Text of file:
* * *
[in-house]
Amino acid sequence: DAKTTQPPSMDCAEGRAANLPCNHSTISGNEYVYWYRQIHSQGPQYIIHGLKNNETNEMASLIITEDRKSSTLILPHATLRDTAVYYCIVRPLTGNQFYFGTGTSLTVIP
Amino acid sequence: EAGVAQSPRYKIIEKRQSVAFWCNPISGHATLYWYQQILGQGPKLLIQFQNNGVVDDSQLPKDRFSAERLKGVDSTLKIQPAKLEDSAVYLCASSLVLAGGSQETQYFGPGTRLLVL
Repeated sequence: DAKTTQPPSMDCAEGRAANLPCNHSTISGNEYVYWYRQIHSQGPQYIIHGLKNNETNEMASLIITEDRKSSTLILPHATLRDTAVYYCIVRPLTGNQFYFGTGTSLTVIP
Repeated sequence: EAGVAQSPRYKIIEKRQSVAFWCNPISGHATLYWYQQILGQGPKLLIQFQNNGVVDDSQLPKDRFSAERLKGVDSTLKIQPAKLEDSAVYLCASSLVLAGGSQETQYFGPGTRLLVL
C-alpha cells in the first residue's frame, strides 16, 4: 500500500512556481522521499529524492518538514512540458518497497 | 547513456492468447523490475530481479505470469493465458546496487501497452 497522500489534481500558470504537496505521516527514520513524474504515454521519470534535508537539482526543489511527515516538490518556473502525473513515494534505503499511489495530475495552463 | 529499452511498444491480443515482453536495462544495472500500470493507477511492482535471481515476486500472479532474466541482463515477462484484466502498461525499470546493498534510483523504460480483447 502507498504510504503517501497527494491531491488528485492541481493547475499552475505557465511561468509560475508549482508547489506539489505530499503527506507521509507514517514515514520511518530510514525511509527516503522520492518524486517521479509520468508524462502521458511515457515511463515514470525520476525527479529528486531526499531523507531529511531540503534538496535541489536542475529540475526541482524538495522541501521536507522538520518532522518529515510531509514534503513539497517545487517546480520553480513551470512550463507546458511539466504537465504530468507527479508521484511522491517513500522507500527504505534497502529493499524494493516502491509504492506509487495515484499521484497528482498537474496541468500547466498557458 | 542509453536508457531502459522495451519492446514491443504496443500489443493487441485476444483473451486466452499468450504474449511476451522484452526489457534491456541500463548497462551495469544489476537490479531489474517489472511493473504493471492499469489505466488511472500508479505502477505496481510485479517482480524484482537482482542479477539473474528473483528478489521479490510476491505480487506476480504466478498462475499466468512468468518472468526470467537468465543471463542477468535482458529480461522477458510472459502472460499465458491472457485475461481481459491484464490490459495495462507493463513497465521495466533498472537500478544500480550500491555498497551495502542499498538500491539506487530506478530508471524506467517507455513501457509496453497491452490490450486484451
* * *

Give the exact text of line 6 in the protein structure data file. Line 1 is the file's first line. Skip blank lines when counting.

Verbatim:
C-alpha cells in the first residue's frame, strides 16, 4: 500500500512556481522521499529524492518538514512540458518497497 | 547513456492468447523490475530481479505470469493465458546496487501497452 497522500489534481500558470504537496505521516527514520513524474504515454521519470534535508537539482526543489511527515516538490518556473502525473513515494534505503499511489495530475495552463 | 529499452511498444491480443515482453536495462544495472500500470493507477511492482535471481515476486500472479532474466541482463515477462484484466502498461525499470546493498534510483523504460480483447 502507498504510504503517501497527494491531491488528485492541481493547475499552475505557465511561468509560475508549482508547489506539489505530499503527506507521509507514517514515514520511518530510514525511509527516503522520492518524486517521479509520468508524462502521458511515457515511463515514470525520476525527479529528486531526499531523507531529511531540503534538496535541489536542475529540475526541482524538495522541501521536507522538520518532522518529515510531509514534503513539497517545487517546480520553480513551470512550463507546458511539466504537465504530468507527479508521484511522491517513500522507500527504505534497502529493499524494493516502491509504492506509487495515484499521484497528482498537474496541468500547466498557458 | 542509453536508457531502459522495451519492446514491443504496443500489443493487441485476444483473451486466452499468450504474449511476451522484452526489457534491456541500463548497462551495469544489476537490479531489474517489472511493473504493471492499469489505466488511472500508479505502477505496481510485479517482480524484482537482482542479477539473474528473483528478489521479490510476491505480487506476480504466478498462475499466468512468468518472468526470467537468465543471463542477468535482458529480461522477458510472459502472460499465458491472457485475461481481459491484464490490459495495462507493463513497465521495466533498472537500478544500480550500491555498497551495502542499498538500491539506487530506478530508471524506467517507455513501457509496453497491452490490450486484451